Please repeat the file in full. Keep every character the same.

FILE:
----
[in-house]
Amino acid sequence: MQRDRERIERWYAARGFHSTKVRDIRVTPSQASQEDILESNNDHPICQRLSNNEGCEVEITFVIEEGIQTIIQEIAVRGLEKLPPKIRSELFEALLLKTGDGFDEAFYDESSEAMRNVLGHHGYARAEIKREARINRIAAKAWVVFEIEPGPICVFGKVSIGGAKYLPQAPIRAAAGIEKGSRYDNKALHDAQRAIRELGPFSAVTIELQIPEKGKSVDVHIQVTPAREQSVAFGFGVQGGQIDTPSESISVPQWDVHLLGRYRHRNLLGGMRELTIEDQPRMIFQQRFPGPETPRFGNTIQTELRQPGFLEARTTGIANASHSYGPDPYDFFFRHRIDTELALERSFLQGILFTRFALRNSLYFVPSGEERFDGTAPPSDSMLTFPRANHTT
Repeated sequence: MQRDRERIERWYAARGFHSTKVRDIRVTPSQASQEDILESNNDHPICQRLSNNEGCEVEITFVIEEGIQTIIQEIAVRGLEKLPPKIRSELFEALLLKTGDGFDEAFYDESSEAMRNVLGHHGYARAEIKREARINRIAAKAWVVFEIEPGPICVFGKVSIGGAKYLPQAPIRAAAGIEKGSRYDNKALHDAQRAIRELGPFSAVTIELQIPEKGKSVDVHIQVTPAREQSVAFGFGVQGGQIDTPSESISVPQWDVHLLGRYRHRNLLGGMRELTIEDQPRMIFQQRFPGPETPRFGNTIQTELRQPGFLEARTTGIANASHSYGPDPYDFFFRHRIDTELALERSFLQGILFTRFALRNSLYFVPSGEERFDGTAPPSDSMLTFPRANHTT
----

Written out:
[in-house]
Amino acid sequence: MQRDRERIERWYAARGFHSTKVRDIRVTPSQASQEDILESNNDHPICQRLSNNEGCEVEITFVIEEGIQTIIQEIAVRGLEKLPPKIRSELFEALLLKTGDGFDEAFYDESSEAMRNVLGHHGYARAEIKREARINRIAAKAWVVFEIEPGPICVFGKVSIGGAKYLPQAPIRAAAGIEKGSRYDNKALHDAQRAIRELGPFSAVTIELQIPEKGKSVDVHIQVTPAREQSVAFGFGVQGGQIDTPSESISVPQWDVHLLGRYRHRNLLGGMRELTIEDQPRMIFQQRFPGPETPRFGNTIQTELRQPGFLEARTTGIANASHSYGPDPYDFFFRHRIDTELALERSFLQGILFTRFALRNSLYFVPSGEERFDGTAPPSDSMLTFPRANHTT
Repeated sequence: MQRDRERIERWYAARGFHSTKVRDIRVTPSQASQEDILESNNDHPICQRLSNNEGCEVEITFVIEEGIQTIIQEIAVRGLEKLPPKIRSELFEALLLKTGDGFDEAFYDESSEAMRNVLGHHGYARAEIKREARINRIAAKAWVVFEIEPGPICVFGKVSIGGAKYLPQAPIRAAAGIEKGSRYDNKALHDAQRAIRELGPFSAVTIELQIPEKGKSVDVHIQVTPAREQSVAFGFGVQGGQIDTPSESISVPQWDVHLLGRYRHRNLLGGMRELTIEDQPRMIFQQRFPGPETPRFGNTIQTELRQPGFLEARTTGIANASHSYGPDPYDFFFRHRIDTELALERSFLQGILFTRFALRNSLYFVPSGEERFDGTAPPSDSMLTFPRANHTT